My new third-grade teacher, however, was someone who never took me seriously. I didn't know how to estimate. I didn't know how to count money (the coins confused me). And I didn't know what odd and even numbers were. Even my spelling was wrong; back home the word color was spelled "colour" and gray was spelled "grey." I didn't know the 5 boroughs. But she didn't make an effort to teach me. Instead, she mocked me for reading "Harry Potter" which she claimed was "too advanced for me." I had already read the first two books and was on the third book in the series. I remember that day as well, when I went to my previous teacher with tears in my eyes, saying that I didn't want to come to school anymore. And she listened. She taught me all that I did not know and so much more. She helped me zoom pass something known as "reading levels" and within months I could read at the highest level.

All I'm trying to say is that my third-grade teacher is the one who pushed me to be the person I am today socially. Had it not been for her, I don't know for how long I would've been the silent, new kid. I still speak with my third-grade teacher. And we know each other well. Both of them I should add. Even the one who had no faith in me. I mentored and tutored her daughter when I was in the fifth grade. She's the teacher who told me "math is just not your subject." And now mathematics is one of the subjects I enjoy and tutor often. I was also elected School Treasurer for the Penny Harvest the following year. She told me, "you read very slowly- stick to smaller books." I can breeze through multiple books now in a single week. She told me, "your grammar and spelling are horrendous." And I did work on that too. I won the school-wide spelling bee two years later. She said, "you need to speak up." I was selected to help the principal with morning announcements.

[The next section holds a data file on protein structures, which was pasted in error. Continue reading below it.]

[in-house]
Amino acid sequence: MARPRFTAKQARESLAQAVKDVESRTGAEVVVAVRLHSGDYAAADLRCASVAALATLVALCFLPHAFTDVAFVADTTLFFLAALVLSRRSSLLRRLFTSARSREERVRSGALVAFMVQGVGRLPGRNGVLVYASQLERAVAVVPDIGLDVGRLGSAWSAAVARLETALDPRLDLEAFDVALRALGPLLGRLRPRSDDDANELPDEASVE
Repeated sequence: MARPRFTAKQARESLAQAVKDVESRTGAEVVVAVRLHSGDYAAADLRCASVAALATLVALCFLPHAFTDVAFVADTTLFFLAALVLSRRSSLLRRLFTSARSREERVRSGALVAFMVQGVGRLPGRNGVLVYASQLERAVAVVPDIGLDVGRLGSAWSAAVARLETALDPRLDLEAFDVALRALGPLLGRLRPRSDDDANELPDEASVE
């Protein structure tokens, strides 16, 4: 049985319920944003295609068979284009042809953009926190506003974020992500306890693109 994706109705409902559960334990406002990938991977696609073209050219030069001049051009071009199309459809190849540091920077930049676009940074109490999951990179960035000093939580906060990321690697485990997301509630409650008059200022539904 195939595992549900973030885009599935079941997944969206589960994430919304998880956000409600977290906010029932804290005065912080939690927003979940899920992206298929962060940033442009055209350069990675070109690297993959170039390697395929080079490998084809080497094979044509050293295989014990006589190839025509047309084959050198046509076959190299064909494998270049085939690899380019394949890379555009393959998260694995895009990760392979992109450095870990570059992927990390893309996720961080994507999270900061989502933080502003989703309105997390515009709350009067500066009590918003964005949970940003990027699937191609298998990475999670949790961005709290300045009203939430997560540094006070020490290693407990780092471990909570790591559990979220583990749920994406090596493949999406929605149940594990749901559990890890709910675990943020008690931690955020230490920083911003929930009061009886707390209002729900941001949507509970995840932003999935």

I read this poem a few years ago by one of my favorite poets, Mary Oliver. It goes like this: "Someone I loved once gave me / a box full of darkness. / It took me years to understand / that this too, was a gift."

I have come to realize as an adult, that even those who put you down have a way of shaping you. Negative or positive, that's entirely your own decision. You can let those words put you down or take them as constructive criticism and build yourself up. Everything that you face, good or bad, has a way of impacting you. Trust me. I have defied all odds to exist.

Cover Image Credit: Pixabay / Pexels

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50 One-Liners College Girls Swap With Their Roomies As Much As They Swap Clothes

"What would I do without you guys???"
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1. "Can I wear your shirt out tonight?"

2. "Does my hair look greasy?"

3. "We should probably clean tomorrow..."

4. "What should I caption this??"

5. "Is it bad if I text ____ first??"

6. "Should we order pizza?"

7. *Roommate tells an entire story* "Wait, what?"

8. "How is it already 3 AM?"

9. "I need a drink."

10. "McDonalds? McDonalds."

11. "GUESS WHAT JUST HAPPENED."

12. "Okay like, for real, I need to study."

13. "Why is there so much hair on our floor?"

14. "I think I'm broke."

15. "What do I respond to this?"

16. "Let's have a movie night."

17. "Why are we so weird?"

18. "Do you think people will notice if I wear this 2 days in a row?"

19. "That guy is so stupid."

20. "Do I look fat in this?"

21. "Can I borrow your phone charger?

22. "Wanna go to the lib tonight?"

23. "OK, we really need to go to the gym soon."

24. "I kinda want some taco bell."

25. "Let's go out tonight."

26. "I wonder what other people on this floor think of us."

27. "Let's go to the mall."

28. "Can I use your straightener?"

29. "I need coffee."

30. "I'm bored, come back to the room."

31. "Should we go home this weekend?"